Don’t be scared of it because it is more than worth making the change. Most people would not morally approve of the standard practices that go on in the animal agriculture industries and there is no reason to participate if you don’t agree with hurting animals. For me, transitioning was only difficult for the first month, and since then it has been easy. I would definitely advise doing some research on vegan nutrition. If you are like me and don’t already have any vegan friends or family when you start your transition, the online vegan community and bloggers are a fantastic resource.
Have you learned anything in your internship at Animal Place that you can apply to a future career or your home life?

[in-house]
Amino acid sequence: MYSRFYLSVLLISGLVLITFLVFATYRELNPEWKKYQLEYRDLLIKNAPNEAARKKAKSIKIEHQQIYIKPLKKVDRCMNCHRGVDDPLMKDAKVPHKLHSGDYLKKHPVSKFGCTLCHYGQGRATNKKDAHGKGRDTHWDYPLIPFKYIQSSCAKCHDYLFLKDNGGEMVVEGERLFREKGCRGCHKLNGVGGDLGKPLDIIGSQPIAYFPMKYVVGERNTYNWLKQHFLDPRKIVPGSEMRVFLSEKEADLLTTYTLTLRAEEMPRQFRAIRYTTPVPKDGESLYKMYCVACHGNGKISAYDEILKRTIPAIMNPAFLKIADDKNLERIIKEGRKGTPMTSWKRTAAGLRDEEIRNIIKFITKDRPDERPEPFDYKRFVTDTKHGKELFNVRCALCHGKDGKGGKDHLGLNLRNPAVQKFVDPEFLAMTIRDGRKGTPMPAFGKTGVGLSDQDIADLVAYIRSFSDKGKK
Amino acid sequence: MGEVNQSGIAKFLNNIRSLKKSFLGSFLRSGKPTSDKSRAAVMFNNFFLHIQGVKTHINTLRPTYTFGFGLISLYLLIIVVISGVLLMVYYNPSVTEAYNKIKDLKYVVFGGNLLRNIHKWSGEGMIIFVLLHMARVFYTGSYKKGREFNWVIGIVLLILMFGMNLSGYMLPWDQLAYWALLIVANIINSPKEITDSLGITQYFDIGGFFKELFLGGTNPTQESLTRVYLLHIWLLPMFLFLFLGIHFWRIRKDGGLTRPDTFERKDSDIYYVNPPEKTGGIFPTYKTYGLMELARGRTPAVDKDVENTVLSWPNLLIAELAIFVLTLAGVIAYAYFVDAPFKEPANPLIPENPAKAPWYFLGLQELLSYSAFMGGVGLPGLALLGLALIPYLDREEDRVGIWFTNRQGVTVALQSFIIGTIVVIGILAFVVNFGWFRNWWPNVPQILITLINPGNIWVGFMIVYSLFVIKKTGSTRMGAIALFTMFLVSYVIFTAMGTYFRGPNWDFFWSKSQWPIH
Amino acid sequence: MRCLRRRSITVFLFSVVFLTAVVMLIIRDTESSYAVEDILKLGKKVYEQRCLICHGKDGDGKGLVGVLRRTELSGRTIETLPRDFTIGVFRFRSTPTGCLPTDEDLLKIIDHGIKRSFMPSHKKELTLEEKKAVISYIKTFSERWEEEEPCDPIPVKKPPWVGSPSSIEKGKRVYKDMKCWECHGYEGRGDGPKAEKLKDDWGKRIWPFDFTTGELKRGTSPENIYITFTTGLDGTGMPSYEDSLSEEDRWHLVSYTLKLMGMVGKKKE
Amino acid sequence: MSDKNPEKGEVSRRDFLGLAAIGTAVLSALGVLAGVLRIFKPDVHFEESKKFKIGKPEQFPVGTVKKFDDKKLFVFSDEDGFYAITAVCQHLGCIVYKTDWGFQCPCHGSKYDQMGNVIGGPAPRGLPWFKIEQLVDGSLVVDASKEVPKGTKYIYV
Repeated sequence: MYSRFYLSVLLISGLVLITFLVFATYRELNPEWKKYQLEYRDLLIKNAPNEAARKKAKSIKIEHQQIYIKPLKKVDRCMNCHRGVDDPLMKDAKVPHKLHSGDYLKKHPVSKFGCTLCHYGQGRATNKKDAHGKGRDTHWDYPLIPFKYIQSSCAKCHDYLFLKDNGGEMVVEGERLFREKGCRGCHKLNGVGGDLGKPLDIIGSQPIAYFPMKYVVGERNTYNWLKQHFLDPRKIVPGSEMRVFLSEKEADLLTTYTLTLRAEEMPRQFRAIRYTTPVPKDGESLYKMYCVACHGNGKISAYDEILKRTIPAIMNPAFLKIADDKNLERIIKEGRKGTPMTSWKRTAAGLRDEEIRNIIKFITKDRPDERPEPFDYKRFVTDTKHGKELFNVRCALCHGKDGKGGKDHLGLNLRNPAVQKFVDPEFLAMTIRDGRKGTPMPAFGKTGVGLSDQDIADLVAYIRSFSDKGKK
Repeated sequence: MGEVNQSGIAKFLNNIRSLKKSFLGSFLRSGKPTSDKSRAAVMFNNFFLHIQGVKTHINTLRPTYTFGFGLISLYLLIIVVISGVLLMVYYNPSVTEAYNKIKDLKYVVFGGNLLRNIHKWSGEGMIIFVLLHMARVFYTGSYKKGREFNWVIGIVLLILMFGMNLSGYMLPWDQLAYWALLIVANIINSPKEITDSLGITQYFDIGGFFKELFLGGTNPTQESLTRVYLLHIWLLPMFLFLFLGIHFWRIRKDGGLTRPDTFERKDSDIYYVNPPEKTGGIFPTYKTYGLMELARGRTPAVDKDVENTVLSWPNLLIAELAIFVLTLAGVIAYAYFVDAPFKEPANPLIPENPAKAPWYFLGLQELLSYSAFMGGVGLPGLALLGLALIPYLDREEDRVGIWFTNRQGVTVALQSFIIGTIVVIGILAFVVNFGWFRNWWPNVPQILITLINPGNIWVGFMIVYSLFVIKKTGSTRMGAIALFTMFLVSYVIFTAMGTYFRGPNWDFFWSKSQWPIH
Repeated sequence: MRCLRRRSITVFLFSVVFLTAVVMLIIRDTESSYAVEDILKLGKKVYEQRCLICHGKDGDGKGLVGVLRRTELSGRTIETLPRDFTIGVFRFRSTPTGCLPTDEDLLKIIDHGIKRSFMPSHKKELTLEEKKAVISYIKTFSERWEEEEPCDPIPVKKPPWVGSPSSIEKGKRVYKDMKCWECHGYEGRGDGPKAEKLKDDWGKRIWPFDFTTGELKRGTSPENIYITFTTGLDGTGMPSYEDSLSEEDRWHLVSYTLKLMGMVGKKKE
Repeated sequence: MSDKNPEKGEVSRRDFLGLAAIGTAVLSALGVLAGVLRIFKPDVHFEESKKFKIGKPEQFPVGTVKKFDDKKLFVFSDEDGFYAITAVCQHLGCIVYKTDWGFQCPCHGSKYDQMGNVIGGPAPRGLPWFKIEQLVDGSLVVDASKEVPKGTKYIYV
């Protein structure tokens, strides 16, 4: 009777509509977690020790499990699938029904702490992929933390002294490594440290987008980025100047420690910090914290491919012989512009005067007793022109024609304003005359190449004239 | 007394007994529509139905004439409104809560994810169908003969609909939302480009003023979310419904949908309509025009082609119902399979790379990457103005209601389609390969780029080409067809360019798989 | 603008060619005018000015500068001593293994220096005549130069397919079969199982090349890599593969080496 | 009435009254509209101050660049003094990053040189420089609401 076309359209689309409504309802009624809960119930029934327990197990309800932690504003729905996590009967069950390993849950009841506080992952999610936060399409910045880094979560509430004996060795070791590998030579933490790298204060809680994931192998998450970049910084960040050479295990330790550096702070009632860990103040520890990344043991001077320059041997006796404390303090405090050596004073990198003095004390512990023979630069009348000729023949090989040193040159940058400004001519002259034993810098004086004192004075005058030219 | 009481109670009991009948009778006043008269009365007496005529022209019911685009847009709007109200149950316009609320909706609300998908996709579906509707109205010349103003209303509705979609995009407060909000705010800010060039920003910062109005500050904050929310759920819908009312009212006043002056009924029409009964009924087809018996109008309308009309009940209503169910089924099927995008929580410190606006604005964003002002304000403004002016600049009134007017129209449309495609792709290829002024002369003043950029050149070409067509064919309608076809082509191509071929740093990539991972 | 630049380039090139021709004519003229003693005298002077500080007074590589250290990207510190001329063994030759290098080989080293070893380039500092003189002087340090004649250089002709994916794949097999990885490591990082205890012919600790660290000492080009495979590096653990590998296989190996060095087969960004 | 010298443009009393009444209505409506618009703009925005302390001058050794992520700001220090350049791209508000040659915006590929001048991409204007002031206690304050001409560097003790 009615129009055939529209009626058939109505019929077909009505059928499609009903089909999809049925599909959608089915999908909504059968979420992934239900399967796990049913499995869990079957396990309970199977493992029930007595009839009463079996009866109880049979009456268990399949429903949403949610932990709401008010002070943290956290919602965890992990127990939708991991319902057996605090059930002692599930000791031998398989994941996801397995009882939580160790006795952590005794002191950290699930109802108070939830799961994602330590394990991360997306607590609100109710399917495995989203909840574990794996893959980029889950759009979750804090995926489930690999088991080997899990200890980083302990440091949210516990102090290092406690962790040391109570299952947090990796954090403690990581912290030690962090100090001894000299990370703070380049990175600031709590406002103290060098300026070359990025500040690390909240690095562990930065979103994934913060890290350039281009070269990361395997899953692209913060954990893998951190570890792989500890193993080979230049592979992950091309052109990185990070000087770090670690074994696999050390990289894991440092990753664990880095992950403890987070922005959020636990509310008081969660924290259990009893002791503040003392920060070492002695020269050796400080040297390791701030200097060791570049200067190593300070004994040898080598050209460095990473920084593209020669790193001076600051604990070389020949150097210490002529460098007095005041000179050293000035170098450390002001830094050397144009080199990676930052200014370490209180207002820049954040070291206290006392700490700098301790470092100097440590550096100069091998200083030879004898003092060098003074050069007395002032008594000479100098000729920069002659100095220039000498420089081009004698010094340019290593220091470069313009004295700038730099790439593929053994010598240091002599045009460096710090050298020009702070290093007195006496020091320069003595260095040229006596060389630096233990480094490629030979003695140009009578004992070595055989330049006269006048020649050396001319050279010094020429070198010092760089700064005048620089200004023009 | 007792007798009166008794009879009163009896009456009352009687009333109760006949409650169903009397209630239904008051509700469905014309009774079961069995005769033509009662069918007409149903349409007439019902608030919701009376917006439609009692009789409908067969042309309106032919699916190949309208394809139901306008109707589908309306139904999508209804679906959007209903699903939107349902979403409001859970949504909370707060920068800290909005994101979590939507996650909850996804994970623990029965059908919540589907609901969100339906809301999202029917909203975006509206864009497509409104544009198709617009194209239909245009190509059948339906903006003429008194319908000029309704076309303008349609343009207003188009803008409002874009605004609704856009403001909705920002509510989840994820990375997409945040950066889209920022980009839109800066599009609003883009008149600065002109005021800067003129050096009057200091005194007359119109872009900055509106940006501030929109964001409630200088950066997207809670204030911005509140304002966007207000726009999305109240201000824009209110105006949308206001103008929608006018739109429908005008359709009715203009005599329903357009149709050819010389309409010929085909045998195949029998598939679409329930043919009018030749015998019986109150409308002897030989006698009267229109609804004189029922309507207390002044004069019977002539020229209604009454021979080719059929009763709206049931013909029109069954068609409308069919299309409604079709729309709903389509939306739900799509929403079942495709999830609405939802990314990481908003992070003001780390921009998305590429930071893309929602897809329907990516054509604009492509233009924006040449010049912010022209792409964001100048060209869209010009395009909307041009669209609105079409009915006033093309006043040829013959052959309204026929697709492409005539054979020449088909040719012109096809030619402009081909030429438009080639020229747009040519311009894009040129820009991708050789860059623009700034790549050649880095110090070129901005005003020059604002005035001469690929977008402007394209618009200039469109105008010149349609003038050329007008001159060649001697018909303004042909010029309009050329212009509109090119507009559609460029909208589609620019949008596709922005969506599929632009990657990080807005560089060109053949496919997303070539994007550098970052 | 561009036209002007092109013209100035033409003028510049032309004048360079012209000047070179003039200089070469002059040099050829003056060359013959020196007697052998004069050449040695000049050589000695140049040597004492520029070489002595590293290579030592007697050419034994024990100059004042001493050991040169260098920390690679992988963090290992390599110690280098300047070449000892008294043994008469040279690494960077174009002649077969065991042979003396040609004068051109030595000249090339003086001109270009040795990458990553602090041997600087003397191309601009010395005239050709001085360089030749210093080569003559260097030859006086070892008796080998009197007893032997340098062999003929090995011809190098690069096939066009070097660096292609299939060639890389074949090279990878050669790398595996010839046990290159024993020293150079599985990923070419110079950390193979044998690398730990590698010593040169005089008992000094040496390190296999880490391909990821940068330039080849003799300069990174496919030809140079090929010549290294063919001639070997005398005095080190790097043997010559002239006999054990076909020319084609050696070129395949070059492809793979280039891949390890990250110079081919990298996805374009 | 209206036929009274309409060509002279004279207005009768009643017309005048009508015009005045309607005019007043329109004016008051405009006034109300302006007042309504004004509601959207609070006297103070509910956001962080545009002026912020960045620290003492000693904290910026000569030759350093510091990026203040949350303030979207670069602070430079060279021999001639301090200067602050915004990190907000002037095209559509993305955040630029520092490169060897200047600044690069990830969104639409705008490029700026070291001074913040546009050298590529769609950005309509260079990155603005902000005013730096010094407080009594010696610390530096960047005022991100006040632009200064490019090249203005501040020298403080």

I have definitely learned a lot that will help me with my animal advocacy in the future whether it is on a personal or professional level. More important than the facts I have learned about the horrors of animal agriculture –yes, it’s even worse than I thought— I will take with me an archive of personal experiences from which I can draw. Probably the best example of this is my first encounter with the chickens at Animal Place. For my whole life, I have heard people casually remark, “chickens are stupid” compared to other animals, so eventually I just assumed that was the truth. However, when I first interacted with the chickens here, their awareness and personalities were instantly apparent. One hen angrily squawked at the chicken occupying her favorite nesting box even though there were others available. As humans, we have these preferences too, in the form of a favorite seat at the dinner table or a side of the bed. Within minutes I could tell that the hens were not automatons as we pretend, but individuals like us.